Doctors prescribe drugs that don't work
Three out of four New Zealand doctors have prescribed placebo medications to patients, new research suggests.
Medical researcher Shaun Holt said the practice could be costing the taxpayer several million dollars.
Of 157 doctors surveyed, 72 per cent admitted dishing out placebos, including vitamins, herbal supplements, "harmless" medications, salt water injections and sugar pills.
"But what surprised us was the most commonly prescribed placebos were antibiotics, which is obviously a concern because of the rise of antibiotic resistance and potential side-effects for patients," Dr Holt said.
A placebo is an inert medicine intended to lead the recipient to believe that it may improve their condition.
Patients' unjustified demands for medication was cited as the most common reason for prescribing placebos (34 per cent), followed by non-specific complaints (25 per cent), and exhausting other treatment options (24 per cent).
Dr Holt, who co-authored the paper in The New Zealand Medical Journal with Massey University psychologist Andrew Gilbey, said he believed placebos were ethical "as long as the doctor considers them to be in the best interests of the patient". "The placebo effect is quite powerful," he said.
A recent New Zealand survey suggested patients accept placebo use, at least when there is no available alternative. However, given the deception involved, it has been suggested that placebo use could harm the doctor-patient relationship. The American Medical Association warns that placebos are unethical and could expose doctors to malpractice suits.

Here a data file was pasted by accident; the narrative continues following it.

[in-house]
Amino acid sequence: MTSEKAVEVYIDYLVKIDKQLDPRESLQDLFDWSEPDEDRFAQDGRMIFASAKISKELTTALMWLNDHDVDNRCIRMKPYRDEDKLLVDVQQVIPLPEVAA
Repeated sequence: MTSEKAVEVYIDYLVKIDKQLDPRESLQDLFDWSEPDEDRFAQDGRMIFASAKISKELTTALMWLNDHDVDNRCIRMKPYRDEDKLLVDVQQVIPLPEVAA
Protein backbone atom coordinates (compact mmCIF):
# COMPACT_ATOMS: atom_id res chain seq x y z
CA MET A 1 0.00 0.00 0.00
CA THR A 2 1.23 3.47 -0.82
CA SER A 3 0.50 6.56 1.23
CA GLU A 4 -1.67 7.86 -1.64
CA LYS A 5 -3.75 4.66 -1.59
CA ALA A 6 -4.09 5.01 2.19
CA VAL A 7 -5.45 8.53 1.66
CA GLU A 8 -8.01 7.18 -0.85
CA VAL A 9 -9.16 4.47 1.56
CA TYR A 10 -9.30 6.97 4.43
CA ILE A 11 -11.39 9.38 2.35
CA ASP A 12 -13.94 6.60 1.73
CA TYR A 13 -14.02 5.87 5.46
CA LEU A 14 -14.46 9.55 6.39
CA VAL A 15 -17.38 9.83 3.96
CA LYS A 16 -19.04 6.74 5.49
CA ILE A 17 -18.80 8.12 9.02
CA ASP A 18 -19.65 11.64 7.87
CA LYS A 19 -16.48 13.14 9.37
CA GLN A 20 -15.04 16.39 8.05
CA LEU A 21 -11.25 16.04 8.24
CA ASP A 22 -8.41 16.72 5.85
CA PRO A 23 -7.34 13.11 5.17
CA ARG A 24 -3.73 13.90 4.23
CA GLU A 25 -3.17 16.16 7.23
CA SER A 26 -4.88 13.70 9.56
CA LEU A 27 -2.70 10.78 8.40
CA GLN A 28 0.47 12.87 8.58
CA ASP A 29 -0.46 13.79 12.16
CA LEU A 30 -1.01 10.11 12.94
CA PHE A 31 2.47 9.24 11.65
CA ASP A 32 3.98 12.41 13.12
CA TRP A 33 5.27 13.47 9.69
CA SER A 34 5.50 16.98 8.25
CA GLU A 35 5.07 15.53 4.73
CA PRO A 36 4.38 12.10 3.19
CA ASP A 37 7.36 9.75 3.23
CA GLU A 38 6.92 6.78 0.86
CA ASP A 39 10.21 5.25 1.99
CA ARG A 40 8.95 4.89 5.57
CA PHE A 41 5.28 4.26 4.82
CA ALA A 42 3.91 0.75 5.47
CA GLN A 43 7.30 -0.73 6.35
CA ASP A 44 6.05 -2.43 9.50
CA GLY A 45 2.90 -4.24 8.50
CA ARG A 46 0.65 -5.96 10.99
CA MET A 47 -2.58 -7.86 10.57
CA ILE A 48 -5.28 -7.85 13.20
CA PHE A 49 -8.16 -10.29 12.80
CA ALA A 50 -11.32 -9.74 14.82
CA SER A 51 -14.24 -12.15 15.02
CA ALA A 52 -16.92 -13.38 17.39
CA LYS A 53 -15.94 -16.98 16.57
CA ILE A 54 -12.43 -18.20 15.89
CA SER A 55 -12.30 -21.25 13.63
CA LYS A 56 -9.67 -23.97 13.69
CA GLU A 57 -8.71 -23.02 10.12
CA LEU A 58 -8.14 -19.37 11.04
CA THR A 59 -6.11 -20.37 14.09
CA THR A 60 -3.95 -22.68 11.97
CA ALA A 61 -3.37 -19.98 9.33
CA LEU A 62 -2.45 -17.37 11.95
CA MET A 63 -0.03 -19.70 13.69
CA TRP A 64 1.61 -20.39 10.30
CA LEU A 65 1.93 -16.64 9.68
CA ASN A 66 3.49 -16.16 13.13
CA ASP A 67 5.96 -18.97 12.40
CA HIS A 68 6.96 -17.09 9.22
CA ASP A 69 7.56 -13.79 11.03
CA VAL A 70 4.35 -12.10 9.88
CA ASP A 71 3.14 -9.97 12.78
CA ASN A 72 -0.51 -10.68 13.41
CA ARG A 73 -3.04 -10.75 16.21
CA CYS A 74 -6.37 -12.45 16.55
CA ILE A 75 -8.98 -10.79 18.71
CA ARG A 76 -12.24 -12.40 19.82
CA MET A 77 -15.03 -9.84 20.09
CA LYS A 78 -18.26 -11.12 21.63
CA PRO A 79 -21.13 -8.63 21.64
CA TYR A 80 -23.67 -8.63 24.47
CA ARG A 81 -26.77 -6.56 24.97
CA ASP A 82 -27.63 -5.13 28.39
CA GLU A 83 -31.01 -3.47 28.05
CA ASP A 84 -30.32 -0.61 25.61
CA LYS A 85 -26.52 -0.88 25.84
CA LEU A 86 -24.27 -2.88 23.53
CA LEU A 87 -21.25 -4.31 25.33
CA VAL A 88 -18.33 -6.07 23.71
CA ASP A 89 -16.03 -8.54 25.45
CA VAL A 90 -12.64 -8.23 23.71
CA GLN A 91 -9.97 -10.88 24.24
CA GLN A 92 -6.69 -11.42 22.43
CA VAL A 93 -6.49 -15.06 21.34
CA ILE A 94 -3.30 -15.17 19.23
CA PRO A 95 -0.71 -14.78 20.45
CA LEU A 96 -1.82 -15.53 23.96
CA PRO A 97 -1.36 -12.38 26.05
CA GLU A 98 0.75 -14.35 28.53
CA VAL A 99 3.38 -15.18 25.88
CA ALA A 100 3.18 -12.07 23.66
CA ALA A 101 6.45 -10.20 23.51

Other medical authorities claim placebos are bad because they condition patients to believe that pills fix every ailment.
Dr Holt, who is calling on the Medical Council to issue guidelines on placebos, said the total cost to taxpayers from placebos could be "several million dollars" in subsidised GP visits, medicines and pharmacy charges. "There could be an argument for bringing back sugar pills, which are safer, just as effective and certainly cheaper."
Wellington Independent Practice Association chairman Richard Tyler, a Johnsonville GP, said it was "not what you give, it's how you give it".
"A doctor that hands something over with a couple of grunts is not going to get the same result as someone who listens to the patient, explains the illness and the treatment. You can't separate that from the placebo effect."
Pharmac medical director Peter Moodie said data showed doctors were prescribing antibiotics responsibly. He agreed it was not acceptable to waste money prescribing medicines with no effect.
Both the Health Ministry and the College of General Practitioners declined to comment.
A placebo is a sham medical intervention, such as a pill or even an operation, intended to make patients believe it will help. If someone thinks something will make them better, it sometimes does a phenomenon known as "the placebo effect".
HOW DOES IT WORK?
Placebos are associated with the release of natural painkillers in the brain, including dopamine. Taking a placebo creates a "self-reinforcing feedback loop" in the brain: during pain an individual recalls having taken the placebo and reduced pain reinforces its status as a painkiller. About one-in-three people appear susceptible to placebo effects.
The so-called "nocebo effect" occurs when patients taking placebos develop side-effects associated with real treatment. Some patients suffer withdrawal symptoms when they stop taking placebos.
The Dominion Post